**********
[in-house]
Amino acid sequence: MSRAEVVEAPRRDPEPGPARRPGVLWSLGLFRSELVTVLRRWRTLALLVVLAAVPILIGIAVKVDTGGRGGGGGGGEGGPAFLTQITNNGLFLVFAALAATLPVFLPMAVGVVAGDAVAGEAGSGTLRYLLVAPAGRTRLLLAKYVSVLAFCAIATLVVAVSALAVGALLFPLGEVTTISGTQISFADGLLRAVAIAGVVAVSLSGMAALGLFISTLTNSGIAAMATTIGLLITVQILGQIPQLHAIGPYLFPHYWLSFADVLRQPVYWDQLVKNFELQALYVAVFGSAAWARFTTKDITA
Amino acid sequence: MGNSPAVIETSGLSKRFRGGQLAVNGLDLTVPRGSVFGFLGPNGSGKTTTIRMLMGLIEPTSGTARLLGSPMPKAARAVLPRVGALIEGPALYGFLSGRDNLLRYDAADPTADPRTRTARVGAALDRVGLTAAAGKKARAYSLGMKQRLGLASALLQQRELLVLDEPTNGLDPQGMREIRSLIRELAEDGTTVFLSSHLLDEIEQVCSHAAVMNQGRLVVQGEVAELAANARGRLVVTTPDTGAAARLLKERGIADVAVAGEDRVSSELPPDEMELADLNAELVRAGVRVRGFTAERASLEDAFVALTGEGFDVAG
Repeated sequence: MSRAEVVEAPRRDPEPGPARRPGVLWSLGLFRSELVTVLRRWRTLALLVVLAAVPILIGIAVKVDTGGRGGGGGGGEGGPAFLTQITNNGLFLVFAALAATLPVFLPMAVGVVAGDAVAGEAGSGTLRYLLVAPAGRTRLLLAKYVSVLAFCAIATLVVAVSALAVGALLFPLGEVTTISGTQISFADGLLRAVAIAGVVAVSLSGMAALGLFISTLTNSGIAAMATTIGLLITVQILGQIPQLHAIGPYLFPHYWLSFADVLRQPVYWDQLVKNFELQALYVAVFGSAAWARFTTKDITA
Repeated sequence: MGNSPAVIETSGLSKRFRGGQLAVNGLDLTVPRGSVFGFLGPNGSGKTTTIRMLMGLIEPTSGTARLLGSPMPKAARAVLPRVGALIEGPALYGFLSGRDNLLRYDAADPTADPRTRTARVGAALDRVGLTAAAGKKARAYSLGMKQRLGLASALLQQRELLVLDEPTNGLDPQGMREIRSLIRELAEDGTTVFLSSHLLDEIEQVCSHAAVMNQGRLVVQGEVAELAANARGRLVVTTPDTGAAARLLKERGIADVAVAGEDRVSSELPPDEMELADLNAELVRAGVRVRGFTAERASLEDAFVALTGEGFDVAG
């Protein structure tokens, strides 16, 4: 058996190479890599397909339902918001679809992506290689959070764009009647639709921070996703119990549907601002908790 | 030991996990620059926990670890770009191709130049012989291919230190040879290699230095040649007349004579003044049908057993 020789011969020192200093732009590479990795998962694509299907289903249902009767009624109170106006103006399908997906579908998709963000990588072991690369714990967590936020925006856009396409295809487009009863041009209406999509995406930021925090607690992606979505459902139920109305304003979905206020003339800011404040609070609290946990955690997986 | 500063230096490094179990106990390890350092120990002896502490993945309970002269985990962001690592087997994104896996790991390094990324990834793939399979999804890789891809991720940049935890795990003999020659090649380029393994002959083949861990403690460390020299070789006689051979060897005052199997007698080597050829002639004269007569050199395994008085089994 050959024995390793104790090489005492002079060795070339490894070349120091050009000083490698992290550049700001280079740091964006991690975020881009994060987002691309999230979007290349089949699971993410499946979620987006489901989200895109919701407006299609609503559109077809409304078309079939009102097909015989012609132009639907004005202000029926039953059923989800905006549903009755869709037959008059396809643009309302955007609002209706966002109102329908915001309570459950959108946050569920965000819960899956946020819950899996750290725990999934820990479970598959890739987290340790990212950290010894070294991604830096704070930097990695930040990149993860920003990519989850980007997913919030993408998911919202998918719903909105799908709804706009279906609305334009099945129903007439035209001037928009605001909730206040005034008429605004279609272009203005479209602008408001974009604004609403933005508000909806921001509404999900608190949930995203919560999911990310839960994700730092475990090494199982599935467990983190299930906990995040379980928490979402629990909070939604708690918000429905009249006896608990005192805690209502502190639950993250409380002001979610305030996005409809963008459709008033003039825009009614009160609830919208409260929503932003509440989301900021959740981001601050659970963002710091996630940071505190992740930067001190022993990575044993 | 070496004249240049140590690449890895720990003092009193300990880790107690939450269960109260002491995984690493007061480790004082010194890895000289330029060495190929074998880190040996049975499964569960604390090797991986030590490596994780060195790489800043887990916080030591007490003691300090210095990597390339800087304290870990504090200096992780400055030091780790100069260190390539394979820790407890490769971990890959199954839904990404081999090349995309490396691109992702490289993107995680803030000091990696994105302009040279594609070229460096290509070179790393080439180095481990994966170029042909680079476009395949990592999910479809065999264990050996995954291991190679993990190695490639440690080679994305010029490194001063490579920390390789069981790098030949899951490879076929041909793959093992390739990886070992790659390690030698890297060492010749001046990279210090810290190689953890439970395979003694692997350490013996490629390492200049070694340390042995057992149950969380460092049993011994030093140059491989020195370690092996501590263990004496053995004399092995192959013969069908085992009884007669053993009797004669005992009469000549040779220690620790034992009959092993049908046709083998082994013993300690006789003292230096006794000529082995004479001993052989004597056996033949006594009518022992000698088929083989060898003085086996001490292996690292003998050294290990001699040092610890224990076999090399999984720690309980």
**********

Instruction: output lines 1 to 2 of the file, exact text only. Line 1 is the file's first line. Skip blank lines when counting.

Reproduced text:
[in-house]
Amino acid sequence: MSRAEVVEAPRRDPEPGPARRPGVLWSLGLFRSELVTVLRRWRTLALLVVLAAVPILIGIAVKVDTGGRGGGGGGGEGGPAFLTQITNNGLFLVFAALAATLPVFLPMAVGVVAGDAVAGEAGSGTLRYLLVAPAGRTRLLLAKYVSVLAFCAIATLVVAVSALAVGALLFPLGEVTTISGTQISFADGLLRAVAIAGVVAVSLSGMAALGLFISTLTNSGIAAMATTIGLLITVQILGQIPQLHAIGPYLFPHYWLSFADVLRQPVYWDQLVKNFELQALYVAVFGSAAWARFTTKDITA